Market movers today
No major data releases are scheduled for today, but Swedish October PPI and German consumer confidence are due for release.
It is a quiet day on the central bank front as well, Riksbank’s Floden will be on the wires today.
The 60 second overview
Yields lower, equities up, USD flat: Despite hawkish ECB comments (see below) European bond yields moved lower yesterday and US bond markets (closed yesterday) picked up the baton in Asian trading with the US 10-year yield dropping to 3.65%, the lowest in nearly two months. Equities found support in the narrative and moved higher again yesterday. Asian stocks are slightly lower on China’s Covid spread that looks increasingly chaotic. The USD is broadly flat from yesterday.
Hawkish ECB comments: ECB’s Executive Board member Isabel Schnabel delivered hawkish comments yesterday saying that “incoming data so far suggest that the room for slowing down the pace of rate adjustments remains limited”. She added that the ECB will probably have to raise rates into restrictive territory. She is generally a hawk and the comments indicate she is likely to vote for another 75bp hike at the 15 December meeting rather than 50bp. Next week’s inflation print for November will also be key for the decision. ECB minutes yesterday also struck a hawkish tone indicating that the ECB would continue to hike also in case of a shallow recession. Markets price 150bp of hikes by summer next year.
China’s Covid challenges continue: China’s most widespread Covid outbreak to date continues with a new record in reported cases today. More than half of China’s provinces now face rising cases and restrictions. China’s restrictions are less harsh than previously in line with the 20-point plan recently announced but it is unclear if they can get the outbreaks under control without resorting to tougher restrictions and whether they would do that if necessary. The development could turn more chaotic in the coming weeks if it turns out that the spread cannot be contained without stronger lockdown measures, which could hit large parts of China. Disruptions to supply chains could return as witnessed with the Foxconn challenges causing problems for iPhone production. We doubt China will allow major Covid waves over the winter before a vaccination campaign has been rolled out. Hence, China could be facing a chaotic winter with widespread restrictions. But the jury is still out on the path for the coming months and China’s response.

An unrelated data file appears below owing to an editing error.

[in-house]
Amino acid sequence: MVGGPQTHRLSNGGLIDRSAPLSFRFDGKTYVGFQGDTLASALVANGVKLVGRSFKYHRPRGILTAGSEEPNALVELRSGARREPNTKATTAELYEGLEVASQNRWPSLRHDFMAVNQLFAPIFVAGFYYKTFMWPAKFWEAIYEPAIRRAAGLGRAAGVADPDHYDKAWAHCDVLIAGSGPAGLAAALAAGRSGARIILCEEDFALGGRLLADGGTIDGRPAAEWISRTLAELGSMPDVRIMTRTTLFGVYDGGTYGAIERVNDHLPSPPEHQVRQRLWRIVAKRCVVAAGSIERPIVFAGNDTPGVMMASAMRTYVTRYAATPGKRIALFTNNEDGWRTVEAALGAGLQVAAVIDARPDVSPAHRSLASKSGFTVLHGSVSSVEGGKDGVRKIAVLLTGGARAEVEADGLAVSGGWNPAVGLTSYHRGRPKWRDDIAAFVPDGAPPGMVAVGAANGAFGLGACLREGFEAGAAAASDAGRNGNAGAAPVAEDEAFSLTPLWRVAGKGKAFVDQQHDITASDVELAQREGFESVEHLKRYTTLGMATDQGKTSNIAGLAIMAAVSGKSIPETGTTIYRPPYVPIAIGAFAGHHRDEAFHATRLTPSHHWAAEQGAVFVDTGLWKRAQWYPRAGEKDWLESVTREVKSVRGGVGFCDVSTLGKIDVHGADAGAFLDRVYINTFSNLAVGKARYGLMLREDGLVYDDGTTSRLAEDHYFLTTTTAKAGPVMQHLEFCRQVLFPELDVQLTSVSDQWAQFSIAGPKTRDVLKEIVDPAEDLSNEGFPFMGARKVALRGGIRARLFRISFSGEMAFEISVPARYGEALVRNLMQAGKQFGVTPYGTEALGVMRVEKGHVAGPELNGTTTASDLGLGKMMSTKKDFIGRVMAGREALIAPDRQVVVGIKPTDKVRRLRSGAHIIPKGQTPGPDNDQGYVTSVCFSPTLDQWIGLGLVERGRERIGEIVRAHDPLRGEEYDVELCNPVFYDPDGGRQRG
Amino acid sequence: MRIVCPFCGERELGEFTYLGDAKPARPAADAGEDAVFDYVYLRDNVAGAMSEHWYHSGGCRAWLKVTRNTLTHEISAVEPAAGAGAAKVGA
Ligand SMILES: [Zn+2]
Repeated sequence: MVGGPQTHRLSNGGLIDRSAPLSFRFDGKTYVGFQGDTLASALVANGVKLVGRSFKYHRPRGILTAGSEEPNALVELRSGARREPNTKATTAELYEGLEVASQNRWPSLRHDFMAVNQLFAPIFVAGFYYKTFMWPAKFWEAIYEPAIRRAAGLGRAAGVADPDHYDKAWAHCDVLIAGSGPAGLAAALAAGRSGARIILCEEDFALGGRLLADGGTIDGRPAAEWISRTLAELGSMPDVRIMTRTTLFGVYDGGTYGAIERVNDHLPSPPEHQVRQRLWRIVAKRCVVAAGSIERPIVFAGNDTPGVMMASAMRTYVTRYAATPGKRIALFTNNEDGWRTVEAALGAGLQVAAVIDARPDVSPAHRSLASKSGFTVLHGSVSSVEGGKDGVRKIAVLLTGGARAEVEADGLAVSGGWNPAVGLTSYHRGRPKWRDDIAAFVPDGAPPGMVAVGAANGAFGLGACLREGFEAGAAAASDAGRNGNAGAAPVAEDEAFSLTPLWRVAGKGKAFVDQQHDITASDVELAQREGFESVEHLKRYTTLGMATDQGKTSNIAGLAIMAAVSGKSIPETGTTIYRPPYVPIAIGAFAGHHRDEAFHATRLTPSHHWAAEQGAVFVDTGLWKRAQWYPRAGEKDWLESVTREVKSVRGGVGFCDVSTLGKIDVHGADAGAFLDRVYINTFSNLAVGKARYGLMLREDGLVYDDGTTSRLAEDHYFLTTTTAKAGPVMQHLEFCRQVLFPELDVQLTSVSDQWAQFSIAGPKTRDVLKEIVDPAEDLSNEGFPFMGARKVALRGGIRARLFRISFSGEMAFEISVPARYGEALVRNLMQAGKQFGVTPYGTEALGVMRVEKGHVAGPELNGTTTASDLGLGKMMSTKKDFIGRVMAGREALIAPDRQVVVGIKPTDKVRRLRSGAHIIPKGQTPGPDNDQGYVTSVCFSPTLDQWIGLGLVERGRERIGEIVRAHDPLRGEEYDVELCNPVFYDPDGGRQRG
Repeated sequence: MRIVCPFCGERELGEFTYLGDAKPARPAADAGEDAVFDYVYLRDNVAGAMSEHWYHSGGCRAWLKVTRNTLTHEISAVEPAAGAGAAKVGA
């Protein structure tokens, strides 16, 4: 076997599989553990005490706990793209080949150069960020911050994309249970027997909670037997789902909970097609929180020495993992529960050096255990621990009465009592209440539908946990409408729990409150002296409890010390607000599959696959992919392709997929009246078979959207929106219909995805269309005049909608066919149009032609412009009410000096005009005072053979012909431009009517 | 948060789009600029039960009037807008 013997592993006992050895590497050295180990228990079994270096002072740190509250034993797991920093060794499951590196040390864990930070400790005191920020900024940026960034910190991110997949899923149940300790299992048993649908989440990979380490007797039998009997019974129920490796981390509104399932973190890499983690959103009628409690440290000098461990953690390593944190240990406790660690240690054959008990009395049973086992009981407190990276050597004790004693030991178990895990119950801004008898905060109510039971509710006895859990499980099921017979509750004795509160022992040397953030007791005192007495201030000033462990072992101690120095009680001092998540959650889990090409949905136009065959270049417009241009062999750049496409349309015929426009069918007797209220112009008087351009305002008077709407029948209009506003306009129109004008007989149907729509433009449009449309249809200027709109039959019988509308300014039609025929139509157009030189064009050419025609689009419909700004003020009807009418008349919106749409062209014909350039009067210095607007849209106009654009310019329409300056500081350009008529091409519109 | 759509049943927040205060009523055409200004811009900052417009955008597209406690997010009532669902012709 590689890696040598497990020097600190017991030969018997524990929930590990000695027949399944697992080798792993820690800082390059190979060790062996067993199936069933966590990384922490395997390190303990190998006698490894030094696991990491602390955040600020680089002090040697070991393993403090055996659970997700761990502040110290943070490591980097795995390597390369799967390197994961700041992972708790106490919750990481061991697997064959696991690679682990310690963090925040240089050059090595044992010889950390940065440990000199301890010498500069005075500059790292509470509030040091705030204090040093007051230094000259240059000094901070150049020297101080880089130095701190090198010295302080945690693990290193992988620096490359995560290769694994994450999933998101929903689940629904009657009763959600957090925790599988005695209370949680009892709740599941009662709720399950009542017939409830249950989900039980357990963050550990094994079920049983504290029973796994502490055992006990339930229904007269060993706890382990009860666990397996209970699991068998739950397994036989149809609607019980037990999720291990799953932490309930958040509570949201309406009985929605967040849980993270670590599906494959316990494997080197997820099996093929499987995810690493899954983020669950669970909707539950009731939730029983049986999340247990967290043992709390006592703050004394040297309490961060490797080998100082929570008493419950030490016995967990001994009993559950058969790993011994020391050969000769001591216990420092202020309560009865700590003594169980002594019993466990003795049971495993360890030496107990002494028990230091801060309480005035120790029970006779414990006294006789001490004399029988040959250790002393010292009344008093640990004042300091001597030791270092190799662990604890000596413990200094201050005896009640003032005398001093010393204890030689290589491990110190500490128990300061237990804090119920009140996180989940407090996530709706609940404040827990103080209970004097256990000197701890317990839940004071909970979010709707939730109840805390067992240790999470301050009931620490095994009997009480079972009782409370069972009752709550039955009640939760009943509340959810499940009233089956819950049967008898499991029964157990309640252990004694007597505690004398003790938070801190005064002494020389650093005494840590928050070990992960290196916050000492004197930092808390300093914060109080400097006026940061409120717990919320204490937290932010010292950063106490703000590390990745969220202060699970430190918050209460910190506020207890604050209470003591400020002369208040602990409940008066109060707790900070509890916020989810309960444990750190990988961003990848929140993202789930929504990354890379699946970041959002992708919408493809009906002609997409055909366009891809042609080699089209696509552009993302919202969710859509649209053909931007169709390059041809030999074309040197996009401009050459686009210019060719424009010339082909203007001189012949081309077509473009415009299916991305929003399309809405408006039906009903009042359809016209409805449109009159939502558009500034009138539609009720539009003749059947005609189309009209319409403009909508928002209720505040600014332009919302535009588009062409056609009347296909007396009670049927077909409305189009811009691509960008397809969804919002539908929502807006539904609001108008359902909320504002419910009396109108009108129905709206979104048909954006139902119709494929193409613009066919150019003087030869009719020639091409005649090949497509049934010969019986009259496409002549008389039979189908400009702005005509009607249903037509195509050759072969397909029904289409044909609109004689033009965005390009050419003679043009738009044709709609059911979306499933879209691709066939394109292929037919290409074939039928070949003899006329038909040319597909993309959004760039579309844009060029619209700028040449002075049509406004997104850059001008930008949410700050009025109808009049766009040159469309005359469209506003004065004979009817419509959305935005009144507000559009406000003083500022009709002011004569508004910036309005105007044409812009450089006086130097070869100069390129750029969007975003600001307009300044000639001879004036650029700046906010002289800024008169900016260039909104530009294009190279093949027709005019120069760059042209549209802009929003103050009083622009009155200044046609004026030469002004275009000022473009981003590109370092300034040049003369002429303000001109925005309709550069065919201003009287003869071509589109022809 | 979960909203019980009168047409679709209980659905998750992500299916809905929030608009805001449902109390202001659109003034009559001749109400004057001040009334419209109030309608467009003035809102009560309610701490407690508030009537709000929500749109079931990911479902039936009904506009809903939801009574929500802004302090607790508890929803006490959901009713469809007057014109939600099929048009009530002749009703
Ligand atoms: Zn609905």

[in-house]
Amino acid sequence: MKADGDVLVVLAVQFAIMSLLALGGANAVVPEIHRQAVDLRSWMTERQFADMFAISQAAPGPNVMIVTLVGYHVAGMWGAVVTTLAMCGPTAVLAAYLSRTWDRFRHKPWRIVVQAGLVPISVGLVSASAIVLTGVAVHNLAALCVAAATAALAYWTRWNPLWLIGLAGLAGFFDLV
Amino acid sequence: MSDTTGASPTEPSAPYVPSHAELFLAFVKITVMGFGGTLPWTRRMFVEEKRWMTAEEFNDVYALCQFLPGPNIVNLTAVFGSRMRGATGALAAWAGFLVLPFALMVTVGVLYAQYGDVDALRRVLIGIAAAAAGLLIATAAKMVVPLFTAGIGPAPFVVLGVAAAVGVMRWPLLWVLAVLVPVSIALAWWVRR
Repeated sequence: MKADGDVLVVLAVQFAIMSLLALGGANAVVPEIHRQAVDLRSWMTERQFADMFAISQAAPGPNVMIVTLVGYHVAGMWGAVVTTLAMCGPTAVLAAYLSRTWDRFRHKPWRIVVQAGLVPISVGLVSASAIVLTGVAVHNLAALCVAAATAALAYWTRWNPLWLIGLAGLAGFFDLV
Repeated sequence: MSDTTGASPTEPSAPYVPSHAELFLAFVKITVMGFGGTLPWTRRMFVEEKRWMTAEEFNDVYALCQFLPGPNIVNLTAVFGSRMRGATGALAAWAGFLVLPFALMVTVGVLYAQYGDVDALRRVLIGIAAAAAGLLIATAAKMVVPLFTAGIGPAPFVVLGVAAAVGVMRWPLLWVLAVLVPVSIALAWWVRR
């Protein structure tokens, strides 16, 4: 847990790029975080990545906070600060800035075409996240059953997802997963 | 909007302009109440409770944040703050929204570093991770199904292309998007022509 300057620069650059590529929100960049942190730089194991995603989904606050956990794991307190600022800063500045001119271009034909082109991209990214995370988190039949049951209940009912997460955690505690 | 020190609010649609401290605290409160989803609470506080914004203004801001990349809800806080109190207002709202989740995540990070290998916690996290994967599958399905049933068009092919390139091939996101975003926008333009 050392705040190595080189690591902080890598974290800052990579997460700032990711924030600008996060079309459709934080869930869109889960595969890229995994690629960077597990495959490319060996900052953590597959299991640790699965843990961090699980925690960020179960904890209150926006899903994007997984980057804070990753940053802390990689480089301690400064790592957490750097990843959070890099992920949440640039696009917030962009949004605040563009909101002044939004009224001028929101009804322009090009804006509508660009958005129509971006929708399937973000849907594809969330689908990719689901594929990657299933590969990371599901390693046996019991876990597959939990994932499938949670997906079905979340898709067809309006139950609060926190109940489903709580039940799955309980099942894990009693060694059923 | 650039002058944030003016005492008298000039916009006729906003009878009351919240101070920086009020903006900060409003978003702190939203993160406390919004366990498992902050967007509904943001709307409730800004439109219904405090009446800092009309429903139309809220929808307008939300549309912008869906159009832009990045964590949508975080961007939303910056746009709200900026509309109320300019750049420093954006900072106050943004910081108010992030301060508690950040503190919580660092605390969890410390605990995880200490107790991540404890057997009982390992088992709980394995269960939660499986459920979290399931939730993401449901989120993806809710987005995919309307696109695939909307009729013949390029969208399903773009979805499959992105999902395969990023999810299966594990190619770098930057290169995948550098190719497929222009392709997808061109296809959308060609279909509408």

FI: The spill-over from the FOMC minutes on Wednesday night and continued concern about the European growth outlook sent European rates lower from the morning, amid US being out for Thanksgiving. Bunds ended 6bp lower on the day at 1.85%, after some of the rally was retraced on hawkish comments from ECB’s Schnabel. 2s5s continued to flatten.
FX: It was very limited with spot moves in FX markets yesterday although USD on a broad basis traded on the back-foot. EUR/USD remains close to the 1.04 level. JPY has been the primary winner amid lower global yields and oil prices with USD/JPY now trading just north of 138 – the lowest level since late August/early September. In the Scandies, both SEK and NOK have gained modestly in recent sessions.
Credit: The positive sentiment, that has prevailed most of the week in the credit markets, continued yesterday. The Investment Grade index, iTraxx Main tightened 2.2bp to 87.6bp while the High Yield index iTraxx Xover tightened 10.3bp to 441.5bp. We see similar strong tightening in the cash indices.
Statistics Sweden (SCB) is publishing its financial market statistics report (CET 8:00) which includes, among many other numbers, the household mortgage growth rate that has taken a serious turn lower as of late. We assume this trend to continue. Also, the (already high) share of variable mortgage loan contracts is expected to continue to increase, at the same time as average mortgage interest rates are rising, consistent with a lagging adaption to the increased repo rate from the Riksbank.
Today’s PPI numbers – (also at 8) – are likely to fall on a monthly basis, as electricity prices made a significant downward contribution in line with what we have seen for the October CPIF print.